The recent disappearance of publisher Lee Po—allegedly kidnapped from Hong Kong and rendered to Mainland China—has prompted widespread alarm about the state of Hong Kong’s autonomy, both within the city and internationally. In a widely-shared video...

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12.30.15

The Perils of Advising the Empire

Jeremiah Jenne
Goodnow was not the first, nor would he be the last, foreign academic to have their views appropriated in support of illiberal regimes. Recent controversies involving Daniel Bell, whom The Economist once directly compared to Frank Goodnow, and his...

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12.30.15

No, Pu Zhiqiang’s Release Is Not A Victory

Hu Yong
Pu Zhiqiang is a well-known Chinese human rights lawyer and outspoken intellectual who has taken on many precedent-setting cases defending freedom and protecting civil liberties. But his outstanding contributions in the judicial realm and his...

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11.30.15

Court in China Adds Last-Minute Charge Against Rights Leader During Sentencing

Yaxue Cao from China Change
On August 8, 2013, Guo Feixiong (real name Yang Maodong) was arrested and then indicted on charges of “gathering a crowd to disrupt order in a public place.” The heavy sentence came as a shock to everyone following the case. More shockingly, the...

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11.19.15

A Response to Andrew Nathan

Daniel A. Bell
I’d like to thank Andrew Nathan for his thoughtful critique of my book, published originally in short form in The National Interest and in longer form on ChinaFile. At first glance, his argument may seem far-fetched: although I’ve been living and...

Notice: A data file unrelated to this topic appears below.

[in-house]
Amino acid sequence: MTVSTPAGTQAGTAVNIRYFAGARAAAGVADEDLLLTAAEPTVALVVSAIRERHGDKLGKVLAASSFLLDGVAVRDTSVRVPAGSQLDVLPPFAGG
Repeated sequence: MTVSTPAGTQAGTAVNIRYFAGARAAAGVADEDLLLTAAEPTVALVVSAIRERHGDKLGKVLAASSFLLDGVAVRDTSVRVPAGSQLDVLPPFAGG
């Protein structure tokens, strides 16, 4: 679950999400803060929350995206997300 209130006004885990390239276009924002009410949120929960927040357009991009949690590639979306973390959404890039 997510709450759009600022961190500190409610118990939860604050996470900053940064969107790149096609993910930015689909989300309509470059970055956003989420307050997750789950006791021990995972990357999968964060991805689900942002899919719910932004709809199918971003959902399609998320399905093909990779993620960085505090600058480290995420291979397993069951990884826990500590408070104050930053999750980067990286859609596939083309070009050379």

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11.17.15

What Xi and Ma Really Said

Perry Link
The Chinese government employs hundreds of thousands of people at all administrative levels, central to local, to prescribe and monitor how news stories are presented to the public. These people tell editors of newspapers and web pages not only what...

Viewpoint

11.05.15

The Problem With the China Model

Andrew J. Nathan
The ideological competition between democracy and authoritarianism was supposed to have died with the Cold War. But it has returned with a vengeance, powered above all by the rise of China. Now comes a book by a respected scholar that purports to...

Viewpoint

10.16.15

How Contagious is Taiwan’s Democracy?

Richard Bernstein
The old barriers have crumbled, the old animosities have abated, and as a result, millions of people from the authoritarian mainland of China now spend various lengths of time on democratic Taiwan. In fact, the two-way traffic is tremendous. On...